Britain’s vote to leave the EU will bring dislocation and a short-term slowdown in the market.
The result of yesterday’s referendum was not what the private equity industry wanted: three out of four professionals were in favour of the UK staying in, according to a poll by sister publication Private Equity International in March, and more than two-thirds of UK-based GPs felt their businesses would be worse off if Britain voted to leave.
It was clear in the lead-up to the referendum that secondaries market participants were concerned about what a possible Brexit would mean for the sector, with the managing partner of one London boutique buyer telling Secondaries Investor that he would consider relocating his firm to a European capital should the UK vote to leave, because deal-making would be easier.
Global secondaries buyers also voiced concern about volatility, with many agreeing that uncertainty on both the buy- and sell-side was bad for business.
Early market reaction suggests those participants were right to be concerned. At one point this morning, the pound was down more than 10 percent against the dollar, at a low not seen since 1985.
The result has implications for EU nationals working in Britain, who will no longer have the automatic right to do so. This is particularly pertinent to an industry for which London is a European hub – the UK offices of European and global secondaries firms are home to many different nationalities, with the managing director of a global advisory firm telling Secondaries Investor earlier this year that he was concerned for the fate of the EU nationals who make up half his staff.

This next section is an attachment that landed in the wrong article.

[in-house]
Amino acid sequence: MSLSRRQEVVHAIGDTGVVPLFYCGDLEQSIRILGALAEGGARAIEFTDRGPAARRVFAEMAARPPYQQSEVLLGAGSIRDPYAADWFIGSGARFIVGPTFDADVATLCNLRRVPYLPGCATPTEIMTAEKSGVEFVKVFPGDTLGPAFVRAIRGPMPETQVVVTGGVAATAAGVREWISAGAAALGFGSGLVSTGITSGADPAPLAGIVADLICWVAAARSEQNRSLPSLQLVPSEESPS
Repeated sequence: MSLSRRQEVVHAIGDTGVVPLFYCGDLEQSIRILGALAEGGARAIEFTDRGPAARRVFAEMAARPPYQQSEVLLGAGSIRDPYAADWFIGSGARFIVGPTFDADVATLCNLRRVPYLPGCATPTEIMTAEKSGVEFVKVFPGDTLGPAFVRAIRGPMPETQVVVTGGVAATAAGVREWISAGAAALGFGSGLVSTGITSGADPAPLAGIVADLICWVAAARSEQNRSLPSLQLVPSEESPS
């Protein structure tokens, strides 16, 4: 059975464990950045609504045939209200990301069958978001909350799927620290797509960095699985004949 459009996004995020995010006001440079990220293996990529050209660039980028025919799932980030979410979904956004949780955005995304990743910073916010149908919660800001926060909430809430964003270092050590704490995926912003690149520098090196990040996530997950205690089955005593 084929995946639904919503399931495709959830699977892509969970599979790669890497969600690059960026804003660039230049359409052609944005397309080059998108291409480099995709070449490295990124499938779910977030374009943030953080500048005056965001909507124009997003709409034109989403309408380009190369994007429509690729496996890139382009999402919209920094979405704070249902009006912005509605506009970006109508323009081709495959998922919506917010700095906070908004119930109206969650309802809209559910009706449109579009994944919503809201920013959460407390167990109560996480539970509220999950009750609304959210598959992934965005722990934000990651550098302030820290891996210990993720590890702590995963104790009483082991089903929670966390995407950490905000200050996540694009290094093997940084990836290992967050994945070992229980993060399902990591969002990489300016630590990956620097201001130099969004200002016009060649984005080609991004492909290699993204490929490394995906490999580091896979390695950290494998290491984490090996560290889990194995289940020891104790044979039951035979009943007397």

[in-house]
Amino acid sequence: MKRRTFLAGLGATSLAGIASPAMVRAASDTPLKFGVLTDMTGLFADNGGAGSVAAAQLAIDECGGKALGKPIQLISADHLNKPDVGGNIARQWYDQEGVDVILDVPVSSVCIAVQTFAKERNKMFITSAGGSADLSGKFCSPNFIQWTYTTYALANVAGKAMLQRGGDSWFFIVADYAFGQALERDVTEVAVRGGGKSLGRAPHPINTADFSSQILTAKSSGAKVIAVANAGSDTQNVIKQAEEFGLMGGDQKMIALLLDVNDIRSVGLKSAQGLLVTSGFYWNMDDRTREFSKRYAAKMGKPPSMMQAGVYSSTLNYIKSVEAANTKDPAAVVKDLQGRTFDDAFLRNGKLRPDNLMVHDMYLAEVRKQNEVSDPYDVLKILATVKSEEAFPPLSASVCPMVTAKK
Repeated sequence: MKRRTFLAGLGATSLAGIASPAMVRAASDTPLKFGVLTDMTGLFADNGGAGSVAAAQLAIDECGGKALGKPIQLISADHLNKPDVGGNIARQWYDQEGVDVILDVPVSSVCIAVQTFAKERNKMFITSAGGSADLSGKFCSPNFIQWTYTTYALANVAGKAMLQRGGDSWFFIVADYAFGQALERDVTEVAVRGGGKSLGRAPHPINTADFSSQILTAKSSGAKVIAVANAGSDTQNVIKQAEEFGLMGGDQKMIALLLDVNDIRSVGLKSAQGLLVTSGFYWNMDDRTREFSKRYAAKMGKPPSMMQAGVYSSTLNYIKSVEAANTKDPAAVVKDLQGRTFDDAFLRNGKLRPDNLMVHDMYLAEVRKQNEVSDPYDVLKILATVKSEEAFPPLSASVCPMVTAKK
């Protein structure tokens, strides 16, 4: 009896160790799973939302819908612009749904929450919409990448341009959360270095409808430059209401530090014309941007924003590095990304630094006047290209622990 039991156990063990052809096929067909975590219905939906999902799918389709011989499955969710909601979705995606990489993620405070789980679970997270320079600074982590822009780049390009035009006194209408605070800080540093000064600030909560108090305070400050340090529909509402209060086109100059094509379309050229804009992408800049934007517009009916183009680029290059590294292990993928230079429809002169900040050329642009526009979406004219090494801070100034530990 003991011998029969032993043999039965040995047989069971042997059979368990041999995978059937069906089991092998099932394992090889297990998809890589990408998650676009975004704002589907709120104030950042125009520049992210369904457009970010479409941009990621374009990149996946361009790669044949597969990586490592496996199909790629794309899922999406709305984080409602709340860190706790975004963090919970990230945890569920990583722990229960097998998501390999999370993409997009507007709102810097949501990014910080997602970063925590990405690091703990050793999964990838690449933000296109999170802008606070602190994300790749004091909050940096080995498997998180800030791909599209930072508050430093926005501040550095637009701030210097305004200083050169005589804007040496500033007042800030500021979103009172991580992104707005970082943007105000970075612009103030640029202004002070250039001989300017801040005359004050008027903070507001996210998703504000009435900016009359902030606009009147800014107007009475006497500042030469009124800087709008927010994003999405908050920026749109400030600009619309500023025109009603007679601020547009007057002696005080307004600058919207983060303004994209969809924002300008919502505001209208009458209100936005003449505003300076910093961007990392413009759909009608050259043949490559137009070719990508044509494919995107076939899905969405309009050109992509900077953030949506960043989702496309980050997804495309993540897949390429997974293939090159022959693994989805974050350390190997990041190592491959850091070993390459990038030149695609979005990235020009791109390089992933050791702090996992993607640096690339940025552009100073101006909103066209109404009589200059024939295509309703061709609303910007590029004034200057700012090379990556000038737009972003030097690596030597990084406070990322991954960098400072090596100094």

While we don’t have a crystal ball to predict what Brexit’s impact will be on secondaries, here are three issues market sources pointed to earlier today:
1 Current deals in play may die
With so much uncertainty surrounding the economic implications of Brexit, buyers will hold off on closing any deals currently underway until there’s a clearer picture of the consequences.
2 In time, dealflow will bounce back with force
After the dust settles, LPs will likely want to make adjustments to their portfolios in light of the new landscape, similar to what happened in the secondaries market several years after the 2008 collapse of Lehman Brothers. This could result in the sale of discounted sterling-denominated assets or the sale of Europe-focused assets by foreign LPs wary of long-term prospects for the continent.
3 Regulatory uncertainty is a big concern
One London-based advisor said he wasn’t even sure if his firm would be able to advise European clients in the future: “Will we be able to continue to operate as advisors for continental-based funds? Who knows?”
How else will Brexit affect secondaries deals? Get in touch: email@example.com